- If you’re using a blank notebook or spreadsheet, it’s helpful to fill in time slots in half hour intervals on the left side of the page. Leave 2 or 3 lines between each half hour interval so you have room to jot down bullet points under a task.
- If you're using a planner or scheduling app, it probably already has time slots.
Part 2Part 2 of 3:Structuring Time
- 1Make a list of tasks on a separate sheet of paper. Filling in your fixed tasks is easy, but structuring the rest of your time can get tricky. Start by writing down everything you have to accomplish on a blank sheet of paper or in a new document on your phone or computer. Prioritize tasks by writing a number or letter next to each one.XResearch source
- For example, write 1 (or A) next to your most important tasks. These will be the tasks you'll write on your schedule first. Write 2 (or B) next to your middle-priority tasks, and 3 (or C) next to your low-priority items.
- When you write a task in your schedule, you could mark the priority level next to it, or just make an asterisk or exclamation point next to your top priorities.
- If you’re planning out your week, make a list of your weekly tasks. Write down your daily tasks if you’re planning a single day.
- 2Assign the most important tasks during times when you’re most alert. Fill in your schedule starting with the most important tasks. Estimate how long each task will take, and schedule your top priorities during times that you’re most alert and free of distractions. To call attention to high-priority tasks, draw asterisks, underline them, or highlight them.XResearch source
- For example, if you’re most productive in the morning, schedule high-priority projects before lunchtime. Save paper filing and deleting emails for later in the day.
- Do your best to set reasonable expectations. Don’t try to squeeze homework or a meeting with a client into 30 minutes when you know a full hour is more realistic.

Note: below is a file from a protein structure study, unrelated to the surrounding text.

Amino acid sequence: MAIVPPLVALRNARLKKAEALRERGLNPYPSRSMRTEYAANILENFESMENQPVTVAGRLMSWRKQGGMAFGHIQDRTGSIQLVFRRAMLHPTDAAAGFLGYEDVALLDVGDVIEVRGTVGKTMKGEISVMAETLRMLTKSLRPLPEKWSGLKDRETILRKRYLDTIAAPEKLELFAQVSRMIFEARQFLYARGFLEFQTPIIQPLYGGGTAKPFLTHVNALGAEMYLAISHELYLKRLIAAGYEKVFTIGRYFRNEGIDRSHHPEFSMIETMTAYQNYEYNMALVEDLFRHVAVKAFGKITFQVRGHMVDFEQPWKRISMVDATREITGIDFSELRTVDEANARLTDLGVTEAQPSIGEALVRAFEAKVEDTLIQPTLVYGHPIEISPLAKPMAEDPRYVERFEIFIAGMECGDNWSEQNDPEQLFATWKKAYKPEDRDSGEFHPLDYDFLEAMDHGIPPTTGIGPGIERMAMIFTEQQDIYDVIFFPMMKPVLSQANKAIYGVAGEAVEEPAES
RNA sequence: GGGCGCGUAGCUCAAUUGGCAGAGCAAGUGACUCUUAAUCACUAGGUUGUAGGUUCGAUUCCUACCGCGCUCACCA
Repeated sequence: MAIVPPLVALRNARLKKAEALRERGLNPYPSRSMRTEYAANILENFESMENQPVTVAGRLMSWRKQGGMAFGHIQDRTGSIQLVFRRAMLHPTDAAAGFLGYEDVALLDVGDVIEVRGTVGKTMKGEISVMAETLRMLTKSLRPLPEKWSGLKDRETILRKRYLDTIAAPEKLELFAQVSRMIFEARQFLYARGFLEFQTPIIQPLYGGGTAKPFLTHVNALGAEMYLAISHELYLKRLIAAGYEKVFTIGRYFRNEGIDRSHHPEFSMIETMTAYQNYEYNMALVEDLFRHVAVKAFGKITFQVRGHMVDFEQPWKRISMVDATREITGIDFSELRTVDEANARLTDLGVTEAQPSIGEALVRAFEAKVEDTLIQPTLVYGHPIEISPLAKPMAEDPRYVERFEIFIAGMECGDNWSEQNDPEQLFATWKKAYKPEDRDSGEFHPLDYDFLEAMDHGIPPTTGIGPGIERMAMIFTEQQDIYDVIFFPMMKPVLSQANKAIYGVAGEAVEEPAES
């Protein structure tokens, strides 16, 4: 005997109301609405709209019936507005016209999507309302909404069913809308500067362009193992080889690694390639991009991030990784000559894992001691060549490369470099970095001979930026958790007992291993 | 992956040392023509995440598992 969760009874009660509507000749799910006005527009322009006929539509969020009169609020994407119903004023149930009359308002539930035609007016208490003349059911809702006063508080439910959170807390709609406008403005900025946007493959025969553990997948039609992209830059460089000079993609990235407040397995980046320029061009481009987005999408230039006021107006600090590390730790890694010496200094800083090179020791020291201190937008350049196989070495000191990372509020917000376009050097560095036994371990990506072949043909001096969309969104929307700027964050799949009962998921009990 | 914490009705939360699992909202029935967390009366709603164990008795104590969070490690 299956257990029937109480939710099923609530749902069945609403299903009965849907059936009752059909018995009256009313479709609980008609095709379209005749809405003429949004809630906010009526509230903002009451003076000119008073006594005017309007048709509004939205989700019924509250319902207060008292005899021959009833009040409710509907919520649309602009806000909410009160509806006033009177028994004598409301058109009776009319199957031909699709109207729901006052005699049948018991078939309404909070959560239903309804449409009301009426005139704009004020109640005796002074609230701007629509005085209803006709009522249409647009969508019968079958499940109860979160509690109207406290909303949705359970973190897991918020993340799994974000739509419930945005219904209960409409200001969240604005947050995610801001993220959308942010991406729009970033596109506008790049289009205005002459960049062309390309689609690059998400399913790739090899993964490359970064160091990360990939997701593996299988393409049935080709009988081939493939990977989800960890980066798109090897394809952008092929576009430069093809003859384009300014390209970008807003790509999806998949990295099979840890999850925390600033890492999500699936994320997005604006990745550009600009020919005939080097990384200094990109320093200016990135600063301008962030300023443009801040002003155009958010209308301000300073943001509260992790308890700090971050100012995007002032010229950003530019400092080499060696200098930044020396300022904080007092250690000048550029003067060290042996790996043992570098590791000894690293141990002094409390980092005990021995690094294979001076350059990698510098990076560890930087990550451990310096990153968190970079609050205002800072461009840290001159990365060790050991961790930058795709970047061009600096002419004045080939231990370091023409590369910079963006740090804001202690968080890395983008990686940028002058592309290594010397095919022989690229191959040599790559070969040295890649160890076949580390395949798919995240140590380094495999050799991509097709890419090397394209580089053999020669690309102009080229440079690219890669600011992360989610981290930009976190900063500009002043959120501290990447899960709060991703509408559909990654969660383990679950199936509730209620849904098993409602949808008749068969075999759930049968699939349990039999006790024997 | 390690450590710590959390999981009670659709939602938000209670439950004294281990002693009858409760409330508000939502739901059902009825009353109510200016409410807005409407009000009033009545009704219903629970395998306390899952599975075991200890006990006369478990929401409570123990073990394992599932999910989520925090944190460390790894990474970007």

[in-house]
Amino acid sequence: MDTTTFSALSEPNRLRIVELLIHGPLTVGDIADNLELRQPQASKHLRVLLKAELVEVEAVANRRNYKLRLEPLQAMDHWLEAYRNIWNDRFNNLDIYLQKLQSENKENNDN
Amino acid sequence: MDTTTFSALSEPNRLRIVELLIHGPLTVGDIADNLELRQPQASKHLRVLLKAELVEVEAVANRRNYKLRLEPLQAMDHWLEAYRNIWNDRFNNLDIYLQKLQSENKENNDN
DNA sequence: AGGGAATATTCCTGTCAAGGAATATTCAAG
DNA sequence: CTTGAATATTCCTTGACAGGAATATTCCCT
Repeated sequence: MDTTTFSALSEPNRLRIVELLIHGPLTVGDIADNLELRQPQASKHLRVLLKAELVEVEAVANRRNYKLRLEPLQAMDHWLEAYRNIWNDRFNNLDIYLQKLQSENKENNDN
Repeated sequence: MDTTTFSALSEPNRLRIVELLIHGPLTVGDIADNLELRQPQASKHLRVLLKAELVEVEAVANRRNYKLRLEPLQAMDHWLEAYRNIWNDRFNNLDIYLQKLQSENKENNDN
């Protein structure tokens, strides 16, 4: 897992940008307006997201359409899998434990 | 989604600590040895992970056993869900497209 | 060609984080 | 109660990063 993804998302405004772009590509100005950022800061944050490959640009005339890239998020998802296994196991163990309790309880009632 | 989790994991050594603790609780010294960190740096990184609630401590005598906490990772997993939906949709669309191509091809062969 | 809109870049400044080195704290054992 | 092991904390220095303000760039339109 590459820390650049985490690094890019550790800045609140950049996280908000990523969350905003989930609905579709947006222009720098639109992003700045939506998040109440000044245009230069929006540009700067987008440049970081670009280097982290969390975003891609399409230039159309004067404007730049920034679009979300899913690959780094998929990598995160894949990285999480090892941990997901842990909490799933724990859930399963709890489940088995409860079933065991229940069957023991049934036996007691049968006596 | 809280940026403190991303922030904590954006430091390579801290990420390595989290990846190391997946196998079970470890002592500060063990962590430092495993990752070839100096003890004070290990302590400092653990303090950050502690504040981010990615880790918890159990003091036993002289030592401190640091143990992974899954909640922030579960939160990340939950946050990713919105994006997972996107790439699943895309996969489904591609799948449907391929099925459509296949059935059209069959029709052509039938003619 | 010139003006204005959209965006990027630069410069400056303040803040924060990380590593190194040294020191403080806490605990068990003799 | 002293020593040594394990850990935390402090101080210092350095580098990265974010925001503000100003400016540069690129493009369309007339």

- After you’ve entered the most important items, you can fill the smaller tasks, like doing laundry or going grocery shopping.
- 3Include details to remember exactly what you need to do. As you fill in your tasks, include specific information so you don’t forget what the entry means. If you just jot down shorthand, you might not remember what you meant by "Go to meeting," or "Do research."XResearch source
- If you have to go to a meeting, include the time, location, and who will be attending. You might also want to add bullet points on the meeting's topic.
- Keep in mind you don’t want to write an essay for each task. Just include the necessary details that will help you stay on track.
- 4Include starting and ending times for each task. Whether you’re scheduling your tasks in an app or notepad, start and end times will help you keep your day structured. You’ll have a better idea of how your day will go and where you’ll be at specific times.XResearch source
- For example, you might have to prepare an outline from 9:30 a.m. to 10:30 a.m., go to class from 11:00 a.m. to 12:15 p.m., have lunch at 12:30 p.m., and have a meeting from 1:00 p.m. to 1:45 p.m.
- Remember to set reasonable expectations. Refer to the log you kept when you tracked your time to accurately estimate how long a task will take.
- 5Set aside time for fun, family time, and relaxation. You can’t be 100% productive around the clock, so make time for loved ones, hanging out, and having fun. If you’re the type of person who forgets to take time off, including reminders to relax and have fun is especially important.XResearch source